so lately dividing the Democratic party into
hostile camps disappeared in the presence Of
the great danger to the Union, and the cenclu
alone unanimously arrived at by the Convention
demonstrated what it so happily expressed in
the resolutions—"that the Democratic party
"possess the recuperative power which nothing
" but integrity can give."
Nothing could afford a stronger illustration
of this conscious integrity possessed by the
Democratic party, in common with all conserva
tive citizens who opposed the destructive spirit
of sectionalism, which culminated in the elec
tion of Lincoln, than the simple fact that less
than four months after a defeat apparently an
nihilating, the largest and ablest convention of
the Democratic party, containing many of the
best and most patriotic citizens of the State,
assembled at the capital to re-affirm their de
votion to those National principles which, while
triumphant, preserved us as one people—when
defeated, have brought us to the verge of Na
tional dissolution and devastating civil strife.
The Democratic party was defeated, but its
principles remain triumphant. The success of
t he Republicans has only served to illustrate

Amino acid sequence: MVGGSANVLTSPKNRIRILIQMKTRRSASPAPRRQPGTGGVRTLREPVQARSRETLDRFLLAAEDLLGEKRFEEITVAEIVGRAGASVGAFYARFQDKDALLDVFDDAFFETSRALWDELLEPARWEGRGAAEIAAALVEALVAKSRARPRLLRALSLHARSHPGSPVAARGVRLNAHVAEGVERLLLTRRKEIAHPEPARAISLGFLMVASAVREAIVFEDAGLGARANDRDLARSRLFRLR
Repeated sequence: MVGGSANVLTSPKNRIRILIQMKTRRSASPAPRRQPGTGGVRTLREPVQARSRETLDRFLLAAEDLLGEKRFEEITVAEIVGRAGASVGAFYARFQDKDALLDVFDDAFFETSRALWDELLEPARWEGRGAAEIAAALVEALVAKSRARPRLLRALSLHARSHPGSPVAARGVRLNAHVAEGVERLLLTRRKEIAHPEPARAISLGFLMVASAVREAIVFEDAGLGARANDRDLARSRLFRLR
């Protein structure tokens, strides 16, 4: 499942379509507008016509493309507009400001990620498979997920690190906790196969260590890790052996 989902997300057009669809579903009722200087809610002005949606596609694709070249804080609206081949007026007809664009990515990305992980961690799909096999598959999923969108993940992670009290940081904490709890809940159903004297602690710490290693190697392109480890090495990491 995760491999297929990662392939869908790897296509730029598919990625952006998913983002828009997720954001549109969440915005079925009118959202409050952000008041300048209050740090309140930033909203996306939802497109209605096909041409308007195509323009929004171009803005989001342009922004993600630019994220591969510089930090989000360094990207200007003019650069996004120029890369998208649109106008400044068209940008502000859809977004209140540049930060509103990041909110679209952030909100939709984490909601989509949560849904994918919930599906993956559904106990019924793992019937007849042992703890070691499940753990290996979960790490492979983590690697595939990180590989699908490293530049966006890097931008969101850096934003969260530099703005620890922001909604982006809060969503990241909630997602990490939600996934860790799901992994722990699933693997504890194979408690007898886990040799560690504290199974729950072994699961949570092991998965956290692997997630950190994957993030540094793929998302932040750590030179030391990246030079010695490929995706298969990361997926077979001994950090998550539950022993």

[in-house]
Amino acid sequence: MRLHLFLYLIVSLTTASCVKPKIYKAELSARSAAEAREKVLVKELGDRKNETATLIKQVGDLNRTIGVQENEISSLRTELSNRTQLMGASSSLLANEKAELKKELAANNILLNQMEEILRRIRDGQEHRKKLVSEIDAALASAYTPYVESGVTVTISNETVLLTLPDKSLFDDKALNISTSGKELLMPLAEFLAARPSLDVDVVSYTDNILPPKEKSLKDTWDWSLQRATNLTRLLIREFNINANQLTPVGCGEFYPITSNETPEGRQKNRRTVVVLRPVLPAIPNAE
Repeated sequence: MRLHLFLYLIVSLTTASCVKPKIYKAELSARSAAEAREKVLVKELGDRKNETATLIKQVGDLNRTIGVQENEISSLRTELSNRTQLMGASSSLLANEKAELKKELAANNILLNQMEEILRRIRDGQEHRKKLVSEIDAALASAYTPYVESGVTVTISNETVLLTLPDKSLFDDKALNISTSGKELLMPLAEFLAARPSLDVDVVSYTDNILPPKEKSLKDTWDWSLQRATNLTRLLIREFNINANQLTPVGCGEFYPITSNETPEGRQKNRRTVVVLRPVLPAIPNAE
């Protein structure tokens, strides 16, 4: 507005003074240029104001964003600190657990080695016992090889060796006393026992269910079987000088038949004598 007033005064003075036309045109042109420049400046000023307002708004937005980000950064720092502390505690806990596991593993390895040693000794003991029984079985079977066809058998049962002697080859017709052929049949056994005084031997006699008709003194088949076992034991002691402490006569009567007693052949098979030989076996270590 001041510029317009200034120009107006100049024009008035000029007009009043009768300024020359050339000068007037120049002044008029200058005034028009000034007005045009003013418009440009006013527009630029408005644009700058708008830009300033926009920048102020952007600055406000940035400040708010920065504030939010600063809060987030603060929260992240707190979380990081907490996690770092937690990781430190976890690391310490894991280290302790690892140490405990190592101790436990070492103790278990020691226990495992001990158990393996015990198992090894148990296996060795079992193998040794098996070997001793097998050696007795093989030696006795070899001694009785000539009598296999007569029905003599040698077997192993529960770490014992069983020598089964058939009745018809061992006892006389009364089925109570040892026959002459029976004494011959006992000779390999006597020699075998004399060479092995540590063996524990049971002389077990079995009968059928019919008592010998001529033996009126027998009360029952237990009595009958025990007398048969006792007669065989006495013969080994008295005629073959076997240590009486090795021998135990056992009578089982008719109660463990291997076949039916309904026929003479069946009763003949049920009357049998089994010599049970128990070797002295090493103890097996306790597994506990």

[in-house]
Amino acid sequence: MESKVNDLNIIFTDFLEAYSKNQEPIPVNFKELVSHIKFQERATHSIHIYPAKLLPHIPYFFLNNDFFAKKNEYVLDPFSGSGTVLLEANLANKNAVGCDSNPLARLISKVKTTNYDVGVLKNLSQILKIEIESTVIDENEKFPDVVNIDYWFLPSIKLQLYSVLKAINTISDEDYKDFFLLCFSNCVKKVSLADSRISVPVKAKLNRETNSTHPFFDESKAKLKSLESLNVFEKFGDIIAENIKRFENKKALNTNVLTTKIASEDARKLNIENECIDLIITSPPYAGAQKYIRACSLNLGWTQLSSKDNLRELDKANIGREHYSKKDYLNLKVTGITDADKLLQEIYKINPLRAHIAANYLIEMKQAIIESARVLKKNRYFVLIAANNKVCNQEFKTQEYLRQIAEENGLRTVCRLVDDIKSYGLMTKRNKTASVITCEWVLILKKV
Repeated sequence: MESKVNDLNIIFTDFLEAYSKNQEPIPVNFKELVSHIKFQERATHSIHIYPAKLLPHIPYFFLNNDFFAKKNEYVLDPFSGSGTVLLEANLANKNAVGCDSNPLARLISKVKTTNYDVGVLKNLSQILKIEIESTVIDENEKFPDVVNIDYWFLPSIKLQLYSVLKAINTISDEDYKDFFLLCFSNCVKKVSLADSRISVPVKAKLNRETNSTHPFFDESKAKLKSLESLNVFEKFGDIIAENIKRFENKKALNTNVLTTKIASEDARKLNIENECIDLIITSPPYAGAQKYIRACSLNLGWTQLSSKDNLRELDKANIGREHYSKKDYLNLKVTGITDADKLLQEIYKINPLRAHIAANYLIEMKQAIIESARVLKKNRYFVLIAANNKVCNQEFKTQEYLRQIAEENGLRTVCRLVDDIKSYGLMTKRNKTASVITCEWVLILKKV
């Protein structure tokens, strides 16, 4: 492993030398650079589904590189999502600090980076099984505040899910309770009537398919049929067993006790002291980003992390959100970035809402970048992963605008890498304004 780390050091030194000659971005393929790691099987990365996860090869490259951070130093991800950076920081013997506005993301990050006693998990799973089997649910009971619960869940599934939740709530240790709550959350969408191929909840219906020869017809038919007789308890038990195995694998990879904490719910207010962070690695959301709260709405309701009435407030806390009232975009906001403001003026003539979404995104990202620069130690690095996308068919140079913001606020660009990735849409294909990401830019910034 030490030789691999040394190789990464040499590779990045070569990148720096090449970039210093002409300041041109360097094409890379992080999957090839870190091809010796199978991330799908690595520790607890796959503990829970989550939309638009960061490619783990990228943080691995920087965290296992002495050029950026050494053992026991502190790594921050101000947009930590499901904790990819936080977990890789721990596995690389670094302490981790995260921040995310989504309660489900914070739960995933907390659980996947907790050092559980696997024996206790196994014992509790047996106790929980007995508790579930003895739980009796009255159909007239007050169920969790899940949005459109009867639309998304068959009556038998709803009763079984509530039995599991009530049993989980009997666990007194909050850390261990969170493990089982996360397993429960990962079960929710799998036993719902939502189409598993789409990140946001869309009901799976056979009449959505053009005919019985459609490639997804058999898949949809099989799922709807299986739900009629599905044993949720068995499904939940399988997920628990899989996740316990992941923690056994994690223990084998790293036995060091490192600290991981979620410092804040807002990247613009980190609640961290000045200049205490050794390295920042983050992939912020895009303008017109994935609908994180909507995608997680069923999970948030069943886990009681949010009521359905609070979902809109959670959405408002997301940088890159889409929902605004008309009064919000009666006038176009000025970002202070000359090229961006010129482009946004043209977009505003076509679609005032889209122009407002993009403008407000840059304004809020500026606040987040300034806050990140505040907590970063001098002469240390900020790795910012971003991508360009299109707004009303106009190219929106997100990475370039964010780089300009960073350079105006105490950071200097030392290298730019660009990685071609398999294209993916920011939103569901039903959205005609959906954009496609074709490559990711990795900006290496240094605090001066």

the necessity for the maintenance of National
ideas, and the odious and perilous character of
sectionalism. The victorious party has de
stroyed itself by its apparent triumph. The
vanquished party emerges from the contest
with its principles unimpaired, and its banner
untarnished. • The people now see and deeply
regret the mistake they made in yielding to the
blandishments of the sectionalists, who assured
them that there was no danger to be appre
hended from the election of Lincoln—and be
cause they were deceived and betrayed into
promoting the designs of leaders who intended
to exclude the Southern States, and to form a
Union composed entirely of Northern States, is
their wrath aroused against the authors of the
disasters that have followed so closely in the
footsteps of Republican success to demonstrate
the spurious nationality of Republican princi
ples. At a time when the justice of their prin
ciples and the truth of their solemn warnings
are too clear to be misunderstood, the Demo
cratic party assembled in the strength of con
scious rectitude, and placed itself boldly before